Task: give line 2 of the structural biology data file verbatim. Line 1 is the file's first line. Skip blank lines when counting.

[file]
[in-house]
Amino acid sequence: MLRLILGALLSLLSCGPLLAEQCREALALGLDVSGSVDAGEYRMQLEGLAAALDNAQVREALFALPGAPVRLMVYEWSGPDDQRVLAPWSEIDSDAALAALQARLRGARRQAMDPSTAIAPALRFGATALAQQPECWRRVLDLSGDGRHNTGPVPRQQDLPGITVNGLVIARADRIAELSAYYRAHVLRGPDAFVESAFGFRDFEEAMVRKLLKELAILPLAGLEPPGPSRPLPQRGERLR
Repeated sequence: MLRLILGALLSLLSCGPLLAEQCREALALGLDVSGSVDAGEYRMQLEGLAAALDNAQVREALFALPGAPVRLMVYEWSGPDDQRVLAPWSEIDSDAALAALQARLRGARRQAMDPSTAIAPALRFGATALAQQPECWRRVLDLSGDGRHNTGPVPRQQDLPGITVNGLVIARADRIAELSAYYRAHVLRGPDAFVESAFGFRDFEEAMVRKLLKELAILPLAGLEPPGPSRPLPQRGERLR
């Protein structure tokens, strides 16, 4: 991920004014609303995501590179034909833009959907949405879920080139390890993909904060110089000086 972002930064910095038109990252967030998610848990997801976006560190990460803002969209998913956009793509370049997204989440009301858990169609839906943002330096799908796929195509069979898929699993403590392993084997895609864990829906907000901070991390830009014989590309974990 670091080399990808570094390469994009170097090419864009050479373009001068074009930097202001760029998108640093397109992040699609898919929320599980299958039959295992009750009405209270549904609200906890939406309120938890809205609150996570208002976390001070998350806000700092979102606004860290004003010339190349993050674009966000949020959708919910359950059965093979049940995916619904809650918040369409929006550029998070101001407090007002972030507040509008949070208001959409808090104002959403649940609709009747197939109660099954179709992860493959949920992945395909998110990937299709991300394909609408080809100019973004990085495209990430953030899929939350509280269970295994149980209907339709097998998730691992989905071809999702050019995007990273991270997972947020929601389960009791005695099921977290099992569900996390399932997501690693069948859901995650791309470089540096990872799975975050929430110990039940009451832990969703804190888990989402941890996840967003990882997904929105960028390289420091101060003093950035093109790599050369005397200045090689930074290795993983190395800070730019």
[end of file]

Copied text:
Amino acid sequence: MLRLILGALLSLLSCGPLLAEQCREALALGLDVSGSVDAGEYRMQLEGLAAALDNAQVREALFALPGAPVRLMVYEWSGPDDQRVLAPWSEIDSDAALAALQARLRGARRQAMDPSTAIAPALRFGATALAQQPECWRRVLDLSGDGRHNTGPVPRQQDLPGITVNGLVIARADRIAELSAYYRAHVLRGPDAFVESAFGFRDFEEAMVRKLLKELAILPLAGLEPPGPSRPLPQRGERLR